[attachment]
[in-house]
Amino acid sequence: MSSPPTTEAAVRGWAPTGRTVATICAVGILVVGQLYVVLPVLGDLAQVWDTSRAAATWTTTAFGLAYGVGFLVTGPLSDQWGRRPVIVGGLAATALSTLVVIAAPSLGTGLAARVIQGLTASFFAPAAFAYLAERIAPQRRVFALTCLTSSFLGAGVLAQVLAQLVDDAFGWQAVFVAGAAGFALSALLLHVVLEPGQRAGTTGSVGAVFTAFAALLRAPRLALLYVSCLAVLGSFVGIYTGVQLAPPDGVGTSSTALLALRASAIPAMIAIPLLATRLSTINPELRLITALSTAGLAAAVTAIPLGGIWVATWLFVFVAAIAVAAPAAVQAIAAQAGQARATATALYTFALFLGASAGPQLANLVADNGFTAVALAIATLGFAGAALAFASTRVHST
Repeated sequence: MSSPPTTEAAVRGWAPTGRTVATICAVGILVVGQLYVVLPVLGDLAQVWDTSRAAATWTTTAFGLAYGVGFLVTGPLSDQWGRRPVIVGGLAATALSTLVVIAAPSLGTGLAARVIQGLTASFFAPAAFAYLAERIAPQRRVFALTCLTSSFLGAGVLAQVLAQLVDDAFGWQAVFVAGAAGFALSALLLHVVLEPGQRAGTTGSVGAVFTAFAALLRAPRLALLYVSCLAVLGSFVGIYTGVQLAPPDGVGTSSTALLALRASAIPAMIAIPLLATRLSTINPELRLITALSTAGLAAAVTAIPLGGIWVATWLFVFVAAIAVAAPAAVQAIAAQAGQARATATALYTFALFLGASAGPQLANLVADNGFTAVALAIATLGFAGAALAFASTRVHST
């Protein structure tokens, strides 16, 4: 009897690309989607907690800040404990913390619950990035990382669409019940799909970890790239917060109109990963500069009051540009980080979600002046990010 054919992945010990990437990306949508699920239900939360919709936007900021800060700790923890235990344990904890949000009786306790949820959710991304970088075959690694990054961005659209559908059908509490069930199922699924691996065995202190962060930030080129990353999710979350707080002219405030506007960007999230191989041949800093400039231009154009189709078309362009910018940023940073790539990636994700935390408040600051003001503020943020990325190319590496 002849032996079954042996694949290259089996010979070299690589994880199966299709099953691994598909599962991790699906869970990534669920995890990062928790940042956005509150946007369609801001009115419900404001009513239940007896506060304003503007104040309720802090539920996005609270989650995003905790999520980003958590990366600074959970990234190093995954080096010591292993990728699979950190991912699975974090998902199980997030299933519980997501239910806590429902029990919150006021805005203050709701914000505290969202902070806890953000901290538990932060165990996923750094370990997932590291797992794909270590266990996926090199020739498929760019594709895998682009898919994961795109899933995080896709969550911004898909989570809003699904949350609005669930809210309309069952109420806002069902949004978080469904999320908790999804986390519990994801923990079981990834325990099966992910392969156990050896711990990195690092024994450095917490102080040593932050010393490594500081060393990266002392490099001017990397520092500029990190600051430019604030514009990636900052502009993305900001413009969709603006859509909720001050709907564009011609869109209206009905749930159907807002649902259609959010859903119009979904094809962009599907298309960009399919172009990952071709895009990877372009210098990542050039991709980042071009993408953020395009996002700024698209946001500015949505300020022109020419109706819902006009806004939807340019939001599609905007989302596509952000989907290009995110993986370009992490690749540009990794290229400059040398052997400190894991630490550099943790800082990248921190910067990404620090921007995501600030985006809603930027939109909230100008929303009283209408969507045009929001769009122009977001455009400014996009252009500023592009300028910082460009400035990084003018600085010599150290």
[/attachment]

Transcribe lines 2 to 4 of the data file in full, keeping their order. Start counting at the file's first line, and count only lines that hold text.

Amino acid sequence: MSSPPTTEAAVRGWAPTGRTVATICAVGILVVGQLYVVLPVLGDLAQVWDTSRAAATWTTTAFGLAYGVGFLVTGPLSDQWGRRPVIVGGLAATALSTLVVIAAPSLGTGLAARVIQGLTASFFAPAAFAYLAERIAPQRRVFALTCLTSSFLGAGVLAQVLAQLVDDAFGWQAVFVAGAAGFALSALLLHVVLEPGQRAGTTGSVGAVFTAFAALLRAPRLALLYVSCLAVLGSFVGIYTGVQLAPPDGVGTSSTALLALRASAIPAMIAIPLLATRLSTINPELRLITALSTAGLAAAVTAIPLGGIWVATWLFVFVAAIAVAAPAAVQAIAAQAGQARATATALYTFALFLGASAGPQLANLVADNGFTAVALAIATLGFAGAALAFASTRVHST
Repeated sequence: MSSPPTTEAAVRGWAPTGRTVATICAVGILVVGQLYVVLPVLGDLAQVWDTSRAAATWTTTAFGLAYGVGFLVTGPLSDQWGRRPVIVGGLAATALSTLVVIAAPSLGTGLAARVIQGLTASFFAPAAFAYLAERIAPQRRVFALTCLTSSFLGAGVLAQVLAQLVDDAFGWQAVFVAGAAGFALSALLLHVVLEPGQRAGTTGSVGAVFTAFAALLRAPRLALLYVSCLAVLGSFVGIYTGVQLAPPDGVGTSSTALLALRASAIPAMIAIPLLATRLSTINPELRLITALSTAGLAAAVTAIPLGGIWVATWLFVFVAAIAVAAPAAVQAIAAQAGQARATATALYTFALFLGASAGPQLANLVADNGFTAVALAIATLGFAGAALAFASTRVHST
């Protein structure tokens, strides 16, 4: 009897690309989607907690800040404990913390619950990035990382669409019940799909970890790239917060109109990963500069009051540009980080979600002046990010 054919992945010990990437990306949508699920239900939360919709936007900021800060700790923890235990344990904890949000009786306790949820959710991304970088075959690694990054961005659209559908059908509490069930199922699924691996065995202190962060930030080129990353999710979350707080002219405030506007960007999230191989041949800093400039231009154009189709078309362009910018940023940073790539990636994700935390408040600051003001503020943020990325190319590496 002849032996079954042996694949290259089996010979070299690589994880199966299709099953691994598909599962991790699906869970990534669920995890990062928790940042956005509150946007369609801001009115419900404001009513239940007896506060304003503007104040309720802090539920996005609270989650995003905790999520980003958590990366600074959970990234190093995954080096010591292993990728699979950190991912699975974090998902199980997030299933519980997501239910806590429902029990919150006021805005203050709701914000505290969202902070806890953000901290538990932060165990996923750094370990997932590291797992794909270590266990996926090199020739498929760019594709895998682009898919994961795109899933995080896709969550911004898909989570809003699904949350609005669930809210309309069952109420806002069902949004978080469904999320908790999804986390519990994801923990079981990834325990099966992910392969156990050896711990990195690092024994450095917490102080040593932050010393490594500081060393990266002392490099001017990397520092500029990190600051430019604030514009990636900052502009993305900001413009969709603006859509909720001050709907564009011609869109209206009905749930159907807002649902259609959010859903119009979904094809962009599907298309960009399919172009990952071709895009990877372009210098990542050039991709980042071009993408953020395009996002700024698209946001500015949505300020022109020419109706819902006009806004939807340019939001599609905007989302596509952000989907290009995110993986370009992490690749540009990794290229400059040398052997400190894991630490550099943790800082990248921190910067990404620090921007995501600030985006809603930027939109909230100008929303009283209408969507045009929001769009122009977001455009400014996009252009500023592009300028910082460009400035990084003018600085010599150290």